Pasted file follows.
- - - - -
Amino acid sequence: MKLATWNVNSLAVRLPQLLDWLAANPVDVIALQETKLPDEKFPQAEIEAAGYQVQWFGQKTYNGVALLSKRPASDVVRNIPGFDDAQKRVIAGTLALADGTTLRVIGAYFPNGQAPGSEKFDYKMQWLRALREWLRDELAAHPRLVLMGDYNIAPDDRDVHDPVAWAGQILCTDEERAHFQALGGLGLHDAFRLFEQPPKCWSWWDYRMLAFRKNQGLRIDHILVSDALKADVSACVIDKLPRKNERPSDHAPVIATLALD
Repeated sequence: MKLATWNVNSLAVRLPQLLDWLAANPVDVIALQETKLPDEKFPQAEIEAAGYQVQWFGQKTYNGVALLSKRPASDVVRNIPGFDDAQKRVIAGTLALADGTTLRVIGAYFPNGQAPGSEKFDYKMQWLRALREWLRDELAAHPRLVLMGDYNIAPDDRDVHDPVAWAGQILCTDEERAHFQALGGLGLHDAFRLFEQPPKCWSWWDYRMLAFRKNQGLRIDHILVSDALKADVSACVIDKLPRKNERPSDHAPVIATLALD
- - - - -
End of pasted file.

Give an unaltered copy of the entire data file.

Amino acid sequence: MKLATWNVNSLAVRLPQLLDWLAANPVDVIALQETKLPDEKFPQAEIEAAGYQVQWFGQKTYNGVALLSKRPASDVVRNIPGFDDAQKRVIAGTLALADGTTLRVIGAYFPNGQAPGSEKFDYKMQWLRALREWLRDELAAHPRLVLMGDYNIAPDDRDVHDPVAWAGQILCTDEERAHFQALGGLGLHDAFRLFEQPPKCWSWWDYRMLAFRKNQGLRIDHILVSDALKADVSACVIDKLPRKNERPSDHAPVIATLALD
Repeated sequence: MKLATWNVNSLAVRLPQLLDWLAANPVDVIALQETKLPDEKFPQAEIEAAGYQVQWFGQKTYNGVALLSKRPASDVVRNIPGFDDAQKRVIAGTLALADGTTLRVIGAYFPNGQAPGSEKFDYKMQWLRALREWLRDELAAHPRLVLMGDYNIAPDDRDVHDPVAWAGQILCTDEERAHFQALGGLGLHDAFRLFEQPPKCWSWWDYRMLAFRKNQGLRIDHILVSDALKADVSACVIDKLPRKNERPSDHAPVIATLALD